In age discrimination cases, you may file an administrative complaint and then file a civil action, or you may choose not to file an administrative complaint and file a civil action, provided that you notify EEOC, in writing, within 180 calendar days of occurrence of the discriminatory act of your intent to file suit and, thereafter, wait 30 calendar days. Regardless of whether you file an administrative complaint or, alternatively, a Notice of Intent to Sue, any civil action must be filed within six years of occurrence of the discriminatory act.


(Emphasis added.) In short, nowhere in the regulations or in the notices given to claimants have we seen any agency interpretation that a claim of age discrimination against the government is limited by a 30-day period.


Although we are aware that one circuit court has held that ADEA claims against the government must be brought within 30 days after a final agency decision, see Rivera v. United States Postal Service, 830 F.2d 1037 (9th Cir.1987), the history of the Act, the regulatory framework, and the absence of analysis in Rivera persuade us that we should not strain here to join in that result.


Further, within this historical and regulatory framework, if we were to conclude that we should borrow a 30-day or other period shorter than six years to govern ADEA actions against the government, we would not view the borrowed statute as a limitation that affects the court's jurisdiction. Where Congress has waived the government's sovereign immunity from suit, we are of course required to observe the temporal limitations " 'defined by Congress for charging the public treasury.' " Schweiker v. Hansen, 450 U.S. 785, 788, 101 S.Ct. 1468, 1471, 67 L.Ed.2d 685 (1981) (per curiam) (quoting Federal Crop Insurance Corp. v. Merrill, 332 U.S. 380, 385, 68 S.Ct. 1, 3, 92 L.Ed. 10 (1947)) (emphasis ours); see Long Island Radio Co. v. NLRB, 841 F.2d 474, 477 (2d Cir.1988). But where the limitations period is borrowed in circumstances that do not reveal Congress's intent, we would not equate that judicial borrowing with a congressional limitation on the waiver of sovereign immunity. Thus, if we were to rule here that the statute of limitations is shorter than the time within which Bornholdt filed his suit, that limitation would not be jurisdictional, and we would be required to proceed to the questions of whether that limitations period should be extended in the present circumstances by reason of equitable estoppel or equitable tolling. See Cerbone v. International Ladies' Garment Workers' Union, 768 F.2d 45, 48-50 (2d Cir.1985). Since there is another basis on which we believe Bornholdt's suit should be allowed to proceed, however, we prefer to rely on that basis rather than either attempting to explore whether there may be here an estoppel against the government, a thorny question, see generally Schweiker v. Hansen, 450 U.S. 785, 101 S.Ct. 1468; Long Island Radio Co. v. NLRB, 841 F.2d at 478, or remanding to the district court, in this already protracted controversy, for factual determinations relevant to the claim of equitable tolling.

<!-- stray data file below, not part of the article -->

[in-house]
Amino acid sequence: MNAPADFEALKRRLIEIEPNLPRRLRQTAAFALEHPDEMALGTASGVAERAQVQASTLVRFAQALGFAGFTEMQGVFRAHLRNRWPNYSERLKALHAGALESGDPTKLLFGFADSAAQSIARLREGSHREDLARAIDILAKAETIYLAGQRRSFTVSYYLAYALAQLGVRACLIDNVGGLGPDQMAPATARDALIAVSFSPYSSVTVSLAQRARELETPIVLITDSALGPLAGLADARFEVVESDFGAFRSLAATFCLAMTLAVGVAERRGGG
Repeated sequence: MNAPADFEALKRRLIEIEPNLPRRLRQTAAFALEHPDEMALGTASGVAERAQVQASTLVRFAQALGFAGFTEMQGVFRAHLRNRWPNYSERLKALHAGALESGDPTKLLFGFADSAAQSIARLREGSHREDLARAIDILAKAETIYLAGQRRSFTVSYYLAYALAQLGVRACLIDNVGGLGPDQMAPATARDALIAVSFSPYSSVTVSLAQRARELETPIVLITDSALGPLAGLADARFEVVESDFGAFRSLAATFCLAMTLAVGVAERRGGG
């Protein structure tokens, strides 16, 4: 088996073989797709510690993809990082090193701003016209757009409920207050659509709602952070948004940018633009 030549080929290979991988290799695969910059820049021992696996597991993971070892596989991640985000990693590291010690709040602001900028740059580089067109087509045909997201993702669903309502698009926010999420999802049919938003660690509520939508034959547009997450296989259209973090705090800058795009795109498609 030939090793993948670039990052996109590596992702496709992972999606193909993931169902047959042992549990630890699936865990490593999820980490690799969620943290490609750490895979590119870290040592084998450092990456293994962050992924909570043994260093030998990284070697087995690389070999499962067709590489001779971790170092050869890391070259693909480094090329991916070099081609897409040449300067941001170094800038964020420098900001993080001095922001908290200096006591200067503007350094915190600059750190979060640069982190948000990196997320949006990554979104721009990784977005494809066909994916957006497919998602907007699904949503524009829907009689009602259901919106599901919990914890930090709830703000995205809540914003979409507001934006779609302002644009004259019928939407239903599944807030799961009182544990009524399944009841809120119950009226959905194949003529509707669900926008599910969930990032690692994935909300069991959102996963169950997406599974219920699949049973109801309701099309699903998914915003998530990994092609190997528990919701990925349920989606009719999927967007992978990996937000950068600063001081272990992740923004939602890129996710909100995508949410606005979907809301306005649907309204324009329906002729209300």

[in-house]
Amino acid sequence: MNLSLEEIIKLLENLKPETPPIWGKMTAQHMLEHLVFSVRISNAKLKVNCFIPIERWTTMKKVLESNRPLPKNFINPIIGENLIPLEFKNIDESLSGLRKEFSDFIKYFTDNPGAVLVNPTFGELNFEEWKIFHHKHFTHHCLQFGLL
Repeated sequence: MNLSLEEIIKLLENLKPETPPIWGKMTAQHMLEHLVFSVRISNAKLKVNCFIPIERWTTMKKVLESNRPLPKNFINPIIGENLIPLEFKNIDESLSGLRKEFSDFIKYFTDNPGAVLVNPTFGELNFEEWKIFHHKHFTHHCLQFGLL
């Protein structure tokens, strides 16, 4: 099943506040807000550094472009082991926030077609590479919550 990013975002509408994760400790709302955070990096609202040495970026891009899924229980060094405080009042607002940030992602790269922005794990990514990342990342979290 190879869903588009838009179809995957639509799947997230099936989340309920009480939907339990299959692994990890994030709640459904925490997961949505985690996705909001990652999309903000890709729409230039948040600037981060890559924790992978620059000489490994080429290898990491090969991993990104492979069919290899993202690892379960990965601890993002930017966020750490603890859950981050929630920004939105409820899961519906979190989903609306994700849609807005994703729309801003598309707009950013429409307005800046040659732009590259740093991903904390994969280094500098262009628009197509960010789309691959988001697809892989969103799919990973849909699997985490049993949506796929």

Accordingly, we decline to determine precisely what statute of limitations applies to Bornholdt's age-discrimination claim, and we turn to Bornholdt's contention that his present complaint should be deemed to relate back to his 1983 lawsuit.


2. The Relation Back of the Age-Discrimination Claim